Recently, as part of on-going work into an inquiry into public support for science and innovation in Australia, the Productivity Commission (PC) released a very large (595 page) econometric analysis to uncover the social rate of return for business R&D expenditure in Australia. You can access that report here.
Now most econometric studies of this kind have found that the social rate of return to R&D is very very high (greater than 100 percent). One might have expected that the PC would find similar things. However, they do not. They find it hard to find a significant impact of domestic R&D expenditure on productivity growth although foreign knowledge does have a large impact.
This sort of result can lead to the following conclusion: perhaps we shouldn't support R&D in Australia at all and instead get knowledge from the rest of the world. After all, the economy has travelled well without it for the last 14 or so years. I call this conclusion: the leech policy (yes, clearly it is not a value free term but it is accurate).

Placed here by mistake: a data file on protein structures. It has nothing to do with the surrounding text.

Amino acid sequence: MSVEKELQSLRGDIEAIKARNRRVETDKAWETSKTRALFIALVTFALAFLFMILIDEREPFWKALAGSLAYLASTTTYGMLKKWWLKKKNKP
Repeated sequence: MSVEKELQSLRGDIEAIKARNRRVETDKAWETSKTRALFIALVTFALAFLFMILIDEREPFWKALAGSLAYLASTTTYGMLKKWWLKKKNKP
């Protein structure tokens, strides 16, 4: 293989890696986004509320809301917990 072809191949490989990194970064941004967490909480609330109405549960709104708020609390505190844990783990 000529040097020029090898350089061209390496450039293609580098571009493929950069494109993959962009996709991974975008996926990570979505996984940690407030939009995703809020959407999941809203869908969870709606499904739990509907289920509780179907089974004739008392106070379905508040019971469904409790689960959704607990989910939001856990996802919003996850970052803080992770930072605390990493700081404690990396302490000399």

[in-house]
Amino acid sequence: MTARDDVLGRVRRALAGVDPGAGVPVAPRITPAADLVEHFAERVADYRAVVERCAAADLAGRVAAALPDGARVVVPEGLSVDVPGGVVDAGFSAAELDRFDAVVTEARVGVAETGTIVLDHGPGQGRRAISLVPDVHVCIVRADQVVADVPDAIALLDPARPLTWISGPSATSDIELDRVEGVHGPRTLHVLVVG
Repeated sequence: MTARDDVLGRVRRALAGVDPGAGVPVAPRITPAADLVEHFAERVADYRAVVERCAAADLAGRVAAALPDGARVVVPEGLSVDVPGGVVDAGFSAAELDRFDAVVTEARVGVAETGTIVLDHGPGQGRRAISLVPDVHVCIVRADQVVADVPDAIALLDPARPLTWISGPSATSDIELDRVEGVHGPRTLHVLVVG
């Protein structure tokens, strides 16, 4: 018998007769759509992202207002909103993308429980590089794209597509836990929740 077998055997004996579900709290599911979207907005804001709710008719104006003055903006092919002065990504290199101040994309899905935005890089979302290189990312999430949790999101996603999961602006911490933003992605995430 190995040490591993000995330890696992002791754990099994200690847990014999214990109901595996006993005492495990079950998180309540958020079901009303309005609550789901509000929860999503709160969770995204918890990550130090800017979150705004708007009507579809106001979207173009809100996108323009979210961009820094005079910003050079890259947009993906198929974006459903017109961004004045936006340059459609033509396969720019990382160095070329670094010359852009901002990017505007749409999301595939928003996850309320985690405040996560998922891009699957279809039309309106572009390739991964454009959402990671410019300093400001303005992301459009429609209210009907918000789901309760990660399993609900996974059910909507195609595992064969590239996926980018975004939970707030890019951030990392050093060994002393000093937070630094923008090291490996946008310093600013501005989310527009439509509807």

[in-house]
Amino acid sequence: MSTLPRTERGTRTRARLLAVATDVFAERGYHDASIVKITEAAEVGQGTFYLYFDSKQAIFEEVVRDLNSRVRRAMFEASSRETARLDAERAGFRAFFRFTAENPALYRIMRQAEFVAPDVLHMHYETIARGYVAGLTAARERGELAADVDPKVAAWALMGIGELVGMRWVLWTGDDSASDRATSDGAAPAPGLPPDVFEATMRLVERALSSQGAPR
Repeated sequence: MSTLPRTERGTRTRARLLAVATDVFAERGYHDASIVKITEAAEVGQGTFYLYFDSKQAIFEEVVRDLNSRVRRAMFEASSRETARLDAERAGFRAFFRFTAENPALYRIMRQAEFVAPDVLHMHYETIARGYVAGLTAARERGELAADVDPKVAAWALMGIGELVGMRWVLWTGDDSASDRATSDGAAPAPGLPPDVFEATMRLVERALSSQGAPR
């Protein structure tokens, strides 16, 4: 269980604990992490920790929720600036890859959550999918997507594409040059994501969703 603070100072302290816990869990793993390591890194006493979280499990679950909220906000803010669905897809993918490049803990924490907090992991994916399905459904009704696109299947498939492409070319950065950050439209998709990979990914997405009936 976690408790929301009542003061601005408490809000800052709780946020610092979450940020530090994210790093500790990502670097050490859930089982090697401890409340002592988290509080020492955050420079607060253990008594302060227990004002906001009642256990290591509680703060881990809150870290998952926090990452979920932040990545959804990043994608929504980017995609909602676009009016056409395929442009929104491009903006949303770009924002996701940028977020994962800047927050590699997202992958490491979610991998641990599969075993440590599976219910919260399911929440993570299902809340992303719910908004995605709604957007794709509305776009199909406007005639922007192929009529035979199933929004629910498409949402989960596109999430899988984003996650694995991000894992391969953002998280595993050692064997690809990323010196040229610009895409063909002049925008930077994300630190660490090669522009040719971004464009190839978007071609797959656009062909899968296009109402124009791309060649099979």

However, in my reading of the report, there is an irony to the PC's findings. In contrast to most other studies of the social rate of return of R&D in small countries, the PC focus exclusively on Australia. Hence, their time series sample size is just 35 years. Now when you have a small sample size, the problem is that it is hard to get precise estimates. The PC realise this but instead of getting more data (you know as others have done) they appear to throw their hands up and claim that we just don't know what the impact is.
But here is the irony. The leech policy is that we should learn exclusively from the rest of the world. However, the PC's own econometric analysis explicitly assumes that they do not believe we can learn anything from the rest of the world to inform us as to the likely social rate of return on R&D! That is, they do not use the data and hence, experience of other countries -- controlling for obvious differences but respecting similarities (e.g., the global economic cycle) -- to assist them in understanding what the R&D does in Australia. That knowledge is useful. In other areas of public policy it goes under the term 'benchmarking.' In macroeconometrics, it is about the law of large numbers. When you have a small sample you add to that other data to improve the numbers.
So my message to the PC is, let's learn from the rest of the world when thinking about the likely impact of our own policies. After all, the knowledge is there for the leeching.